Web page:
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Nanoscale Chemical Diversity of Coke Deposits on Nanoprinted Metal Catalysts Visualized by Tip-Enhanced Raman Spectroscopy

Authors
  • Filez, Matthias; 128056;
  • Walke, Peter;
  • Le-The, Hai;
  • Toyouchi, Shuichi;
  • Peeters, Wannes; 112525;
  • Tomkins, Patrick;
  • Eijkel, Jan CT;
  • De Feyter, Steven; 5108;
  • Detavernier, Christophe;
  • De Vos, Dirk E; 12869;
  • Uji-I, Hiroshi;
  • Roeffaers, Maarten BJ; 46986;
Publication Date
Feb 01, 2024
Source
Lirias
Keywords
License
Unknown
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Abstract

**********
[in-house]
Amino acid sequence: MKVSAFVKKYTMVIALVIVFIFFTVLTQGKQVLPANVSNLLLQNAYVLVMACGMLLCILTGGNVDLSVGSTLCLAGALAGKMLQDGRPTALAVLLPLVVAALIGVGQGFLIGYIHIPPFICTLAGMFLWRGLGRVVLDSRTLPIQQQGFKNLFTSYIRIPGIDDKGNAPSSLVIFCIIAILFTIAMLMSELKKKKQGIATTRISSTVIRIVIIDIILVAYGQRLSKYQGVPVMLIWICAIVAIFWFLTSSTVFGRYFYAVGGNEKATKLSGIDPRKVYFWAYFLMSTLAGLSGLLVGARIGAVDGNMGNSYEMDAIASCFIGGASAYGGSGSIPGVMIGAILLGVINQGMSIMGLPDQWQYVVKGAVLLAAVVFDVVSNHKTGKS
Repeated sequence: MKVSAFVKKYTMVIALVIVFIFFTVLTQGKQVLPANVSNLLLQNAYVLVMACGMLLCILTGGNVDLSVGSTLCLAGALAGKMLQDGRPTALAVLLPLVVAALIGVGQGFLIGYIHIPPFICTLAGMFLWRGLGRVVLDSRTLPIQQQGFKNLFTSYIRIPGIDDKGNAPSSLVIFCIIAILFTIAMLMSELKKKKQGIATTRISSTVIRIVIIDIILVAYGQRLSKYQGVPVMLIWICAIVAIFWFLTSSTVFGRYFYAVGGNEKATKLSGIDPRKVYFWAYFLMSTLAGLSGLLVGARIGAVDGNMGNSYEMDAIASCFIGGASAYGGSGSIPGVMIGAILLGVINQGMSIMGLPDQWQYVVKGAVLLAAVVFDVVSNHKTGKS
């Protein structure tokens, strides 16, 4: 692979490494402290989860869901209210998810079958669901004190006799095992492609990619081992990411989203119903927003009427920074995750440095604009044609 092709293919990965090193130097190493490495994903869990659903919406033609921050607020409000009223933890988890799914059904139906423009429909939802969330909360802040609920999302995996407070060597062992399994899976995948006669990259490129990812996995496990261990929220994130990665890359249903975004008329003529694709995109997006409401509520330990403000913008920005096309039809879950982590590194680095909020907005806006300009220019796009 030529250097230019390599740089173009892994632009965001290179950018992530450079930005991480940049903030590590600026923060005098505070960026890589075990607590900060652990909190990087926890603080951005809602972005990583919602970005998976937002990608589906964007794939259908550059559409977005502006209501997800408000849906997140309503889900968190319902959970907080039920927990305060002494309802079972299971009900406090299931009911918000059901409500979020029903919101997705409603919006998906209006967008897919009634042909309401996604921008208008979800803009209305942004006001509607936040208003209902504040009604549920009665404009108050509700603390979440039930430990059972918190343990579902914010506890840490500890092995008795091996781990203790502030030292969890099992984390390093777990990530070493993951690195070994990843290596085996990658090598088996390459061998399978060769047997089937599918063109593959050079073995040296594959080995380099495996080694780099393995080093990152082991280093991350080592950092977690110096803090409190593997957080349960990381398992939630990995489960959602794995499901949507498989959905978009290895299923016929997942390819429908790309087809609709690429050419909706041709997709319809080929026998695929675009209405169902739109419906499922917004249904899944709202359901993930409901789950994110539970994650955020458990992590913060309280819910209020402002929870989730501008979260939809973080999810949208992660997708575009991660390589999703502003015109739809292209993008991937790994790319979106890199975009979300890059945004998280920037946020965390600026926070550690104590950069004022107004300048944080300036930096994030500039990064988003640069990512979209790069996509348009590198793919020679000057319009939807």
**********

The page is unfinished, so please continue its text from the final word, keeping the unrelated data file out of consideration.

Coke formation is the prime cause of catalyst deactivation, where undesired carbon wastes block the catalyst surface and hinder further reaction in a broad gamut of industrial chemical processes. Yet, the origins of coke formation and their distribution across the catalyst remain elusive, obstructing the design of coke-resistant catalysts. Here, the first-time application of tip-enhanced Raman spectroscopy (TERS) is demonstrated as a nanoscale chemical probe to localize and identify coke deposits on a post-mortem metal nanocatalyst. Monitoring coke at the nanoscale circumvents bulk averaging and reveals the local nature of coke with unmatched detail. The nature of coke is chemically diverse and ranges from nanocrystalline graphite to disordered and polymeric coke, even on a single nanoscale location of a top-down nanoprinted SiO2 -supported Pt catalyst. Surprisingly, not all Pt is an equal producer of coke, where clear isolated coke "hotspots" are present non-homogeneously on Pt which generate large amounts of disordered coke. After their formation, coke shifts to the support and undergoes long-range transport on the surrounding SiO2 surface, where it becomes more graphitic. The presented results provide novel guidelines to selectively free-up the coked metal surface at more mild rejuvenation conditions, thus securing the long-term catalyst stability. / status: published

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